Isn't her dark blue gown just so simply lovely? Cassandra's, however, I don't care for as much, but she has some other very pretty dresses.









#2 Molly Gibson of Wives and Daughters

Molly Gibson's dresses are some of the most sensible and still pretty on this list. They're the sort of dresses I would like to wear every day, because they are practical and not very fancy but lovely just the same. I didn't like Molly's ball gowns quite as much as her every-day dresses, but they were still lovely as well. She seemed to like wearing blue and orange and green (not at the same time, of course.) My favourite was probably the dark orange one she wore the day Cynthia arrived, but I couldn't find a very good picture of it. This blue one was one of my favourites as well, along with the green and white one she wore at Hamley Court.


She looks a lot better in this dress than Fanny Dorrit did! Just saying......


And last of all, my favourite period drama wardrobe of all......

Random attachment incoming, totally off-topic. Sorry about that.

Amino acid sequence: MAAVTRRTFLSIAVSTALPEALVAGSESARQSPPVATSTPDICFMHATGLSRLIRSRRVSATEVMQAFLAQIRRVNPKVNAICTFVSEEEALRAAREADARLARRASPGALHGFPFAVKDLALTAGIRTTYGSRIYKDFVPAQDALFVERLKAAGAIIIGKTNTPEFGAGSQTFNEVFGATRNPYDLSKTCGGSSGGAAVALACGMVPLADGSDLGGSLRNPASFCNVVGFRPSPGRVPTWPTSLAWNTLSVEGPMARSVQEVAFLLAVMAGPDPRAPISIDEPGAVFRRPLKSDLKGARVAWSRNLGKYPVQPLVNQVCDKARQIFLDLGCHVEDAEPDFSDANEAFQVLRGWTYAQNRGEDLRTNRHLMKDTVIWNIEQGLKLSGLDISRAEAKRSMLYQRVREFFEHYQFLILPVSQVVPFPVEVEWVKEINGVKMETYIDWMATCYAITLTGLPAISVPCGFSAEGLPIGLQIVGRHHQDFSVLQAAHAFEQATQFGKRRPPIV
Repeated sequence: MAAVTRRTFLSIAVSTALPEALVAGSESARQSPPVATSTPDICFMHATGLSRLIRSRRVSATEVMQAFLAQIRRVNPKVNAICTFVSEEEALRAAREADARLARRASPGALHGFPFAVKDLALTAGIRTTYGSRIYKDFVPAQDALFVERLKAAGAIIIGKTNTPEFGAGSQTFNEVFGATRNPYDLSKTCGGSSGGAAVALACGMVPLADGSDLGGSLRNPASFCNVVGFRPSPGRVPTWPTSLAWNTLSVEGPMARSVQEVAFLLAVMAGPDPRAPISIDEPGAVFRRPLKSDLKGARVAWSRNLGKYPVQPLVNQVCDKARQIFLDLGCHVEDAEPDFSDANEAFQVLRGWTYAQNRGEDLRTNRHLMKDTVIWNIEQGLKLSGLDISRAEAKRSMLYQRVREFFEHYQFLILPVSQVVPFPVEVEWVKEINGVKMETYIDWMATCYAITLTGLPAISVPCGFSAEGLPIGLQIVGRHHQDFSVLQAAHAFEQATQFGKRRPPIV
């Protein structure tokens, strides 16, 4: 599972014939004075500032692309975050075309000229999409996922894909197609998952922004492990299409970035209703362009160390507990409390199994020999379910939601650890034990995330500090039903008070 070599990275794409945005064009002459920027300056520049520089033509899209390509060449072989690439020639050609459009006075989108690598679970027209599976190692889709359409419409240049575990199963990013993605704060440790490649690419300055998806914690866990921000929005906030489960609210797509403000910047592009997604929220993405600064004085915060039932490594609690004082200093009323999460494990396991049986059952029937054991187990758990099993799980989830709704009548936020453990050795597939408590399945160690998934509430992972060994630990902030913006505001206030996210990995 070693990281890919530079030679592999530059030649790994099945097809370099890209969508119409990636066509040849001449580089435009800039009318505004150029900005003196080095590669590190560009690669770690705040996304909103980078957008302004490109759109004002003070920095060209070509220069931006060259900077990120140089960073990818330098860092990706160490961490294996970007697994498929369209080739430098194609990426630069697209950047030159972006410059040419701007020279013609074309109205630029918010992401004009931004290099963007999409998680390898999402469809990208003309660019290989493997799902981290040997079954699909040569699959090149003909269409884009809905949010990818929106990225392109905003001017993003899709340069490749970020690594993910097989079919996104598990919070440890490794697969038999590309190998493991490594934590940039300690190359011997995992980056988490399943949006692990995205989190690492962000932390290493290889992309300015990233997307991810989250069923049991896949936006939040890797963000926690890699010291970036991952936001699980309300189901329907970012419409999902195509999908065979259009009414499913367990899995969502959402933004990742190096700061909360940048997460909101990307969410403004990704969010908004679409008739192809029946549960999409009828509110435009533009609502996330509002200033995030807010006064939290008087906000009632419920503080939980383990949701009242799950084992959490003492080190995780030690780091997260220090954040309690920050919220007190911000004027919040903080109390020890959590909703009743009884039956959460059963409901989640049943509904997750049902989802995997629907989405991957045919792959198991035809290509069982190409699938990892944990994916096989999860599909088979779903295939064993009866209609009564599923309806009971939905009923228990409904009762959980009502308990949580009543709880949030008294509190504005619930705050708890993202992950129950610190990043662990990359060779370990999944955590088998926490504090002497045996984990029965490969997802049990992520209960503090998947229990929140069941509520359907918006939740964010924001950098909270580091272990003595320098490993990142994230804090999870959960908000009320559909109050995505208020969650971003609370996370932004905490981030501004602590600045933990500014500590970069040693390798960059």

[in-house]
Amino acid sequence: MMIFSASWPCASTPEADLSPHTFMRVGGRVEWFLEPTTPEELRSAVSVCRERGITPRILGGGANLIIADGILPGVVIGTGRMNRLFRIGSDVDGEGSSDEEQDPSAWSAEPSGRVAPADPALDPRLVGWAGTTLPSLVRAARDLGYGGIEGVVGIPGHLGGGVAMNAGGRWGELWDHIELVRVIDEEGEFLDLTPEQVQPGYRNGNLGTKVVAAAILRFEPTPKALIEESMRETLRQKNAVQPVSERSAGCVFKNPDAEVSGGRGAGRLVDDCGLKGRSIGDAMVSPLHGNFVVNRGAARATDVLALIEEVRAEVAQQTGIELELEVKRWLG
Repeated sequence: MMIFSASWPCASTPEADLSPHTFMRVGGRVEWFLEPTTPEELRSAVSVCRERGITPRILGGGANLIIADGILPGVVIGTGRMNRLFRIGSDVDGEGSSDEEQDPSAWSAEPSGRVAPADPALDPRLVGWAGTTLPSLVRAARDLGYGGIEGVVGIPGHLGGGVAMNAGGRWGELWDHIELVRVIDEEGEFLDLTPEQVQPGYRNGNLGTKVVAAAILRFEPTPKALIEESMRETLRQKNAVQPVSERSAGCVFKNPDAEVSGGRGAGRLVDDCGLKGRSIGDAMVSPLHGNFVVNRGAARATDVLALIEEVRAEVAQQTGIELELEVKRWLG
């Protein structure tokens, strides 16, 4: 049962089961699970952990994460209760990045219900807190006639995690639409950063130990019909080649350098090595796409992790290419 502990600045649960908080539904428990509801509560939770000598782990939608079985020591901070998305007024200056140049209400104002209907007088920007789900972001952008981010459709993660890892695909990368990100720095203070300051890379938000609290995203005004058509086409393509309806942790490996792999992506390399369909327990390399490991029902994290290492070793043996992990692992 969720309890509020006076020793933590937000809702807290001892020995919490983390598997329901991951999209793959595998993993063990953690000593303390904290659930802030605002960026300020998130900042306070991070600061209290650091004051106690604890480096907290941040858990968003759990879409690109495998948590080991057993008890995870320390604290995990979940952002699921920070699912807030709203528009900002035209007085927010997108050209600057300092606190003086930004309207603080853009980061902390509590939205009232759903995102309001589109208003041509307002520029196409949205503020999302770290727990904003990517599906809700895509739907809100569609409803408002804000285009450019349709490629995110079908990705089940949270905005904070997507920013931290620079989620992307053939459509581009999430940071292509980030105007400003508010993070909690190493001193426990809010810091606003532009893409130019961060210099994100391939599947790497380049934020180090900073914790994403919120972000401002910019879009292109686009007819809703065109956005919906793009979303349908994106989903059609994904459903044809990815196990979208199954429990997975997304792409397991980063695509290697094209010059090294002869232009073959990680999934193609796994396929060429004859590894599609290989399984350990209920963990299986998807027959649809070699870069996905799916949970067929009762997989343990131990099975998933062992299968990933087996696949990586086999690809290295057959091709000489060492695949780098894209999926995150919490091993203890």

#1 Emma Woodhouse of Emma (2009)

Emma's dresses are the some of the sweetest, most charming I have ever see. There really isn't a single one of hers that I don't like! It also would be rather impossible to pick a favourite, as they're all so adorable, but her blue "jumper" (for lack of a better word) , her pink dress with the green sash and the green gown she wears to the Weston's Christmas party are among some of my favourites. Her wardrobe perfectly suits her playful, charming, adorable nature!

I love this expression!
I think she likes pink. Can you tell?


 They're completely charming! Thus ends my list. I hope you've enjoyed it!




                     Very Truly Yours,

                      Emma Jane